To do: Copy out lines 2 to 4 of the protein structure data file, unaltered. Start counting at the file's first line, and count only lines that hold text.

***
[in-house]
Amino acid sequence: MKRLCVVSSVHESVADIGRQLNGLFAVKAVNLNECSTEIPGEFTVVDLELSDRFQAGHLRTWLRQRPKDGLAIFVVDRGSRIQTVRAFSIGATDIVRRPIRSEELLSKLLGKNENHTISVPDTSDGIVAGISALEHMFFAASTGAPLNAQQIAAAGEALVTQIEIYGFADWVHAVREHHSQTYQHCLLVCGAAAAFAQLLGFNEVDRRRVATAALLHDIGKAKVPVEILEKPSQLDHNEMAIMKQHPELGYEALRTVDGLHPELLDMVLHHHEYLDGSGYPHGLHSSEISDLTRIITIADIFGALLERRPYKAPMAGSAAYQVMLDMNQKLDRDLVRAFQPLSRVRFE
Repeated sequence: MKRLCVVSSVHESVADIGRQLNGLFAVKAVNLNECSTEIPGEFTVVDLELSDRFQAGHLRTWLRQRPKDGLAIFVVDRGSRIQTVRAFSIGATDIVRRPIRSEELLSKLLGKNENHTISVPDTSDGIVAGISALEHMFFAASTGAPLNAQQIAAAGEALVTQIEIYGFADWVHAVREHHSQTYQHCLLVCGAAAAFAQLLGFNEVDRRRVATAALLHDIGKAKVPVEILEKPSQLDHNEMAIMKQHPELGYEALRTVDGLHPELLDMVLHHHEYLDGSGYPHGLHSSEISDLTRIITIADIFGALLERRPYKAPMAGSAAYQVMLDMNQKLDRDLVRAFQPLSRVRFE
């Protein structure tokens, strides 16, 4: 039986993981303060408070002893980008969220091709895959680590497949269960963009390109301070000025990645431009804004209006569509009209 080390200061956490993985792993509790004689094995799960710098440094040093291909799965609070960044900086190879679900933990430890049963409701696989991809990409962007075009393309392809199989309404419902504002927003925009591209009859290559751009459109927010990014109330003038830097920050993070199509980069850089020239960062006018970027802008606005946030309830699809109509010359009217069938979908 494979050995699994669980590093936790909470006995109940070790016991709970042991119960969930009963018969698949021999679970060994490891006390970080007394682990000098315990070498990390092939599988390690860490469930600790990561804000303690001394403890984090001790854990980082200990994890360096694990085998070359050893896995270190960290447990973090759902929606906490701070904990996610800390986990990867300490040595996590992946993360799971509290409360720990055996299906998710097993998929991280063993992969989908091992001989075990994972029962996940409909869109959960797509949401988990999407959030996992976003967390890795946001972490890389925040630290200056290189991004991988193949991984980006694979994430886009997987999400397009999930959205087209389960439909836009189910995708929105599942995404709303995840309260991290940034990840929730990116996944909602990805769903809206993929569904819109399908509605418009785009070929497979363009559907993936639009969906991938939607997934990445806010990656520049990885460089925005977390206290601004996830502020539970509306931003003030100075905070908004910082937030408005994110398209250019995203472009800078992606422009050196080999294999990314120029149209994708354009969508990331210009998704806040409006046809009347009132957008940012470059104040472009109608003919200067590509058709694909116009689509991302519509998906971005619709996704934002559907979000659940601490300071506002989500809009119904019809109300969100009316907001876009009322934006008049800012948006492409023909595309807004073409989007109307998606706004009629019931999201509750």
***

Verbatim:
Amino acid sequence: MKRLCVVSSVHESVADIGRQLNGLFAVKAVNLNECSTEIPGEFTVVDLELSDRFQAGHLRTWLRQRPKDGLAIFVVDRGSRIQTVRAFSIGATDIVRRPIRSEELLSKLLGKNENHTISVPDTSDGIVAGISALEHMFFAASTGAPLNAQQIAAAGEALVTQIEIYGFADWVHAVREHHSQTYQHCLLVCGAAAAFAQLLGFNEVDRRRVATAALLHDIGKAKVPVEILEKPSQLDHNEMAIMKQHPELGYEALRTVDGLHPELLDMVLHHHEYLDGSGYPHGLHSSEISDLTRIITIADIFGALLERRPYKAPMAGSAAYQVMLDMNQKLDRDLVRAFQPLSRVRFE
Repeated sequence: MKRLCVVSSVHESVADIGRQLNGLFAVKAVNLNECSTEIPGEFTVVDLELSDRFQAGHLRTWLRQRPKDGLAIFVVDRGSRIQTVRAFSIGATDIVRRPIRSEELLSKLLGKNENHTISVPDTSDGIVAGISALEHMFFAASTGAPLNAQQIAAAGEALVTQIEIYGFADWVHAVREHHSQTYQHCLLVCGAAAAFAQLLGFNEVDRRRVATAALLHDIGKAKVPVEILEKPSQLDHNEMAIMKQHPELGYEALRTVDGLHPELLDMVLHHHEYLDGSGYPHGLHSSEISDLTRIITIADIFGALLERRPYKAPMAGSAAYQVMLDMNQKLDRDLVRAFQPLSRVRFE
């Protein structure tokens, strides 16, 4: 039986993981303060408070002893980008969220091709895959680590497949269960963009390109301070000025990645431009804004209006569509009209 080390200061956490993985792993509790004689094995799960710098440094040093291909799965609070960044900086190879679900933990430890049963409701696989991809990409962007075009393309392809199989309404419902504002927003925009591209009859290559751009459109927010990014109330003038830097920050993070199509980069850089020239960062006018970027802008606005946030309830699809109509010359009217069938979908 494979050995699994669980590093936790909470006995109940070790016991709970042991119960969930009963018969698949021999679970060994490891006390970080007394682990000098315990070498990390092939599988390690860490469930600790990561804000303690001394403890984090001790854990980082200990994890360096694990085998070359050893896995270190960290447990973090759902929606906490701070904990996610800390986990990867300490040595996590992946993360799971509290409360720990055996299906998710097993998929991280063993992969989908091992001989075990994972029962996940409909869109959960797509949401988990999407959030996992976003967390890795946001972490890389925040630290200056290189991004991988193949991984980006694979994430886009997987999400397009999930959205087209389960439909836009189910995708929105599942995404709303995840309260991290940034990840929730990116996944909602990805769903809206993929569904819109399908509605418009785009070929497979363009559907993936639009969906991938939607997934990445806010990656520049990885460089925005977390206290601004996830502020539970509306931003003030100075905070908004910082937030408005994110398209250019995203472009800078992606422009050196080999294999990314120029149209994708354009969508990331210009998704806040409006046809009347009132957008940012470059104040472009109608003919200067590509058709694909116009689509991302519509998906971005619709996704934002559907979000659940601490300071506002989500809009119904019809109300969100009316907001876009009322934006008049800012948006492409023909595309807004073409989007109307998606706004009629019931999201509750």